SHIP NEWS–On Tuesday last arrived from England and Hobart Town, the ship Jupiter, Captain Park. She sailed from London the 2d of June, and called at the Cape, which she left on the 18th of September; and sailed from Hobart Town on the 18th instant. She brings a number of women and families who have been kindly sent out by Government to join their relatives in these Colonies; together with 12 females from the Guardian Society; and 15 pensioned non-commissioned officers and soldiers of the Roval Artillery, to occupy the situations of superintendents, &c. in New South Wales and Van Diemen's Land. Surgeon Superintendent: Dr. Walker, R. N.No mention of the Toms, but they appear in the records of departures from Hobart, accompanied by their three children: Mary, John and James. Travelling on the same ship, Jupiter, were William Lane, Ann Lane Tom's brother, with his wife Catherine (who was also Parson Tom's sister) and the first two of their children, Mary Tom Lane and John Tom Lane b. 9 September 1822, along with Hannah Davis, her child and James Bray. From the above Hobart newspaper report, we deduce that they, too, had transferred at Hobart from the wrecked Belinda. [William Lane (1792-1855) was a pioneer settler at "Orton Park", Bathurst, and one of the first land owners in the Orange district. He purchased land at Frederick's Valley Creek in 1836, 1837, and 1838, but his first selection there, "Rosehill", is shown on an 1832 survey. His son John Tom Lane made a name for himself in the colony, holding a number of important public offices. Hannah Davis resided with the Lanes at "Orton Park".]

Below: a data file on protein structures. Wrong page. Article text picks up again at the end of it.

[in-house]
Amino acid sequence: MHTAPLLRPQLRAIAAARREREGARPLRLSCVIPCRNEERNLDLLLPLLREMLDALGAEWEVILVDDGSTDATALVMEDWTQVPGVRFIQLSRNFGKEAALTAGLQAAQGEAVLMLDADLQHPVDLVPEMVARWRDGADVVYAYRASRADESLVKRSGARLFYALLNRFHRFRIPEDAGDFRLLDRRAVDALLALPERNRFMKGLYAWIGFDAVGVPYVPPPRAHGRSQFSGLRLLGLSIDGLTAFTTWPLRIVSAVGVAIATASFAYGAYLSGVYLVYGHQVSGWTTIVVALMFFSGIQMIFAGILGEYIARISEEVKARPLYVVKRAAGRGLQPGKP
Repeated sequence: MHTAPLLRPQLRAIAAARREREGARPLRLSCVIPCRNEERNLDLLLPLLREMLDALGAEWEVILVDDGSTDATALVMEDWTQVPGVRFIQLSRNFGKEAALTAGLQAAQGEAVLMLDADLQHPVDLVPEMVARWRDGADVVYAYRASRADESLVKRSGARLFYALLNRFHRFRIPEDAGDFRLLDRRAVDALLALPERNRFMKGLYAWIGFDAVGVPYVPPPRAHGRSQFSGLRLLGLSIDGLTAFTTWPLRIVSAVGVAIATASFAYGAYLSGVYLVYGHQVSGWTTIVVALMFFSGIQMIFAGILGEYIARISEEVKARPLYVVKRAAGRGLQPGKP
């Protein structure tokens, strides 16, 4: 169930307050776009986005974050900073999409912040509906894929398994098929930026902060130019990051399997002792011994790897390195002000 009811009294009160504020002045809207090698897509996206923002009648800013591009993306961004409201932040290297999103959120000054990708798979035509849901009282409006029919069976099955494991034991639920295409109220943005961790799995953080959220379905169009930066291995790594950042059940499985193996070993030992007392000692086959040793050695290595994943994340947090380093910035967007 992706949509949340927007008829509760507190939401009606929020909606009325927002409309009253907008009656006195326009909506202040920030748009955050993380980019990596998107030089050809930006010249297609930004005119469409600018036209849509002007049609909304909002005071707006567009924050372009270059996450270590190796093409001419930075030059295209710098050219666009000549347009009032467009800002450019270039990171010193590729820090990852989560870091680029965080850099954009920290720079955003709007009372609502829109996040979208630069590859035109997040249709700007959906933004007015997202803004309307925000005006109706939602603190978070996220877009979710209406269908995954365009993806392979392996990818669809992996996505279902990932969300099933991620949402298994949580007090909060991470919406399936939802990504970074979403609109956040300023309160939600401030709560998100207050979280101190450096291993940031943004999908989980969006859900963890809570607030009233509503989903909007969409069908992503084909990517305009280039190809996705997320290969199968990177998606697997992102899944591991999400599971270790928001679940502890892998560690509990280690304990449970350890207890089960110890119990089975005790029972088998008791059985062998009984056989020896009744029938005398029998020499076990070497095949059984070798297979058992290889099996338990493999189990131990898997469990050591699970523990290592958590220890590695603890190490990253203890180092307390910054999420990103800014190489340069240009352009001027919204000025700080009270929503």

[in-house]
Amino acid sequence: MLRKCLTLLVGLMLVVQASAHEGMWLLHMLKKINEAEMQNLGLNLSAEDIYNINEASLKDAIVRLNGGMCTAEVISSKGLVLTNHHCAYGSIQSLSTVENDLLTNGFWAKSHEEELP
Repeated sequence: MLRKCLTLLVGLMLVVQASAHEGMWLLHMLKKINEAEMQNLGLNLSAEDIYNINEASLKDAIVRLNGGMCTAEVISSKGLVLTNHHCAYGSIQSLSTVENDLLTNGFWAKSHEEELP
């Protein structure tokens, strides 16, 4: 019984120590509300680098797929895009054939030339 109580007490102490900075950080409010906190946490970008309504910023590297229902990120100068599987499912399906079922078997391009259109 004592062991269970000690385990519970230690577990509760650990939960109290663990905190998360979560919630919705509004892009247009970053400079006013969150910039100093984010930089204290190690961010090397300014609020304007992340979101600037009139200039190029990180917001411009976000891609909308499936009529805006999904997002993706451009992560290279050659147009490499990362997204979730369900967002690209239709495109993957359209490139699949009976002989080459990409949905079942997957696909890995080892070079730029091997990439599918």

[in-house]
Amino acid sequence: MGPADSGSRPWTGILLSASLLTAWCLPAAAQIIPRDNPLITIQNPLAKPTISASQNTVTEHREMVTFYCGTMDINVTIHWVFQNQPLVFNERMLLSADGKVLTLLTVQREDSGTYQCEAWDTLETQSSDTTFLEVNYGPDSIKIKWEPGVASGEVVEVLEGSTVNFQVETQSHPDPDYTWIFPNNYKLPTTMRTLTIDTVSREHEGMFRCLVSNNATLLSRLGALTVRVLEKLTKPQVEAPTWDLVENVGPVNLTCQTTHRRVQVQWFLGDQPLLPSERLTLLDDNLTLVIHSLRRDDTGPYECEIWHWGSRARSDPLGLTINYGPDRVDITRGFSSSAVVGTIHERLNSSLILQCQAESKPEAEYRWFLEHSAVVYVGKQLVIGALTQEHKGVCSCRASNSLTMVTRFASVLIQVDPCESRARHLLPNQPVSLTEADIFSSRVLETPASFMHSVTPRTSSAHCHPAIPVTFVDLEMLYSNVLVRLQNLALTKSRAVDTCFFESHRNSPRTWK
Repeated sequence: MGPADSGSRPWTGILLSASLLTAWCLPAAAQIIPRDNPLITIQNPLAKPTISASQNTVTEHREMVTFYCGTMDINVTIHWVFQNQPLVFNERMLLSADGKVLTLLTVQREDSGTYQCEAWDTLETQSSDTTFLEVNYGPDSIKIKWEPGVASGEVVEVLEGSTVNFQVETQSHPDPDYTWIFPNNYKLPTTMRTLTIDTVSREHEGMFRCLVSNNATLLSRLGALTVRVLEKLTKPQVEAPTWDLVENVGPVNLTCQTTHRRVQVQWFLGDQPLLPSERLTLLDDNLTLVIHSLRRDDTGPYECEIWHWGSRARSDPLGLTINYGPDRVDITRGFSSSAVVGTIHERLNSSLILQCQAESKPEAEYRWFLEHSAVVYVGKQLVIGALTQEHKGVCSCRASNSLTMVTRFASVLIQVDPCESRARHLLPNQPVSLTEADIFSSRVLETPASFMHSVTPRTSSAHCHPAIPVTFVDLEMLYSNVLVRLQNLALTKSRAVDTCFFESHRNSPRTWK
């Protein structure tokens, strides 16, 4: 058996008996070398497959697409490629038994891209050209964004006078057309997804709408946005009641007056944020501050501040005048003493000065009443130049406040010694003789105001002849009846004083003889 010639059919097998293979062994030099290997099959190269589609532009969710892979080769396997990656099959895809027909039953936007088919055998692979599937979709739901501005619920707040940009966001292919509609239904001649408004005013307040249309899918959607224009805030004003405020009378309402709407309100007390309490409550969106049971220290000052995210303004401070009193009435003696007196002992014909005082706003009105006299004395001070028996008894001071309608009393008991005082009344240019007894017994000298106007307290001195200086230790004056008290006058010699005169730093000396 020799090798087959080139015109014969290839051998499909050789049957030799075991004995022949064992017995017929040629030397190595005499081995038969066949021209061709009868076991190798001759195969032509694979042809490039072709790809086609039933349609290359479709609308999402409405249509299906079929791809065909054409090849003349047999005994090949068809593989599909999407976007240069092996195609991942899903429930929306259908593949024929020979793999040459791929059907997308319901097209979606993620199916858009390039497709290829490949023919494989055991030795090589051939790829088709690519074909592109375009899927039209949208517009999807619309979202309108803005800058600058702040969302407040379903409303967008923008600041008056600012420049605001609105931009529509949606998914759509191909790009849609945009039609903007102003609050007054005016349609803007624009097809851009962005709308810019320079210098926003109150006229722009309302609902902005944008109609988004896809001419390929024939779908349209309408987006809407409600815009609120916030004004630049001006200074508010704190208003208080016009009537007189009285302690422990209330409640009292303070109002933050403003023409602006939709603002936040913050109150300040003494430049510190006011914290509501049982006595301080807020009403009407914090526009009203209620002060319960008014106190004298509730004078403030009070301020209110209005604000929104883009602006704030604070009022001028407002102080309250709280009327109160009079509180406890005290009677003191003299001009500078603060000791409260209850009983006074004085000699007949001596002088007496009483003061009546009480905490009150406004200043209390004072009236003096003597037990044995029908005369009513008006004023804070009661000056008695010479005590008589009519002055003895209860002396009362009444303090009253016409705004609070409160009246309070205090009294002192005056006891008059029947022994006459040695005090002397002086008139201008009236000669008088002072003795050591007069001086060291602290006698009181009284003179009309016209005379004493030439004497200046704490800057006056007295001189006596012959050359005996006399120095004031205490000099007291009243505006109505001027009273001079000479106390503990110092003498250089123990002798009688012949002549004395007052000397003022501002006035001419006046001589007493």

The Belinda sailed for Port Jackson on 18 February 1824. The Sydney Gazette of 26 February 1824 announced:SHIP NEWS.-On Monday last arrived from England and Hobart Town, the brig Belinda, Captain Coverdale. This vessel, it may be recollected, made the latter Port some few months back, in a dismasted and otherwise wrecked condition. Her cargo comprises sundries, Passengers, from England and Hobart Town, Mr. Edward Lee, Supercargo; Mr. Edward Spark and family; Mr. Crook, Mr. J. Harpur, Mr. Wm. Lundin, Mr. James Kiernan, Miss Mary Hosking, Master W. Hutchinson, and Ann Jamieson and child.The Toms crossed the Blue Mountains in a bullock dray. The General Muster List of NSW of 1823/24/25 (a kind of compendium census) shows William Tomm (sic) (CF="came free", Jupiter 1823) employed by Mr Hassall in the Bathurst district. His wife Ann and five children are also recorded. In the 1828 census, we find William Toms (sic), 37, CF Jupiter 1823, P (=Protestant), Farmer at Sidmouth Vy, Bathurst, with his wife Ann, 32, and children Mary 10, John 8, James 6, William 4, Thomas 3 and Henry 1. The family worked a 680-acre selection on the southern bank of the Fish River at Tarana, between Lithgow and Bathurst. The low-lying land turned out to be unsuitable for sheep, large numbers of which succumbed to foot-rot, but the family struggled on for some six years.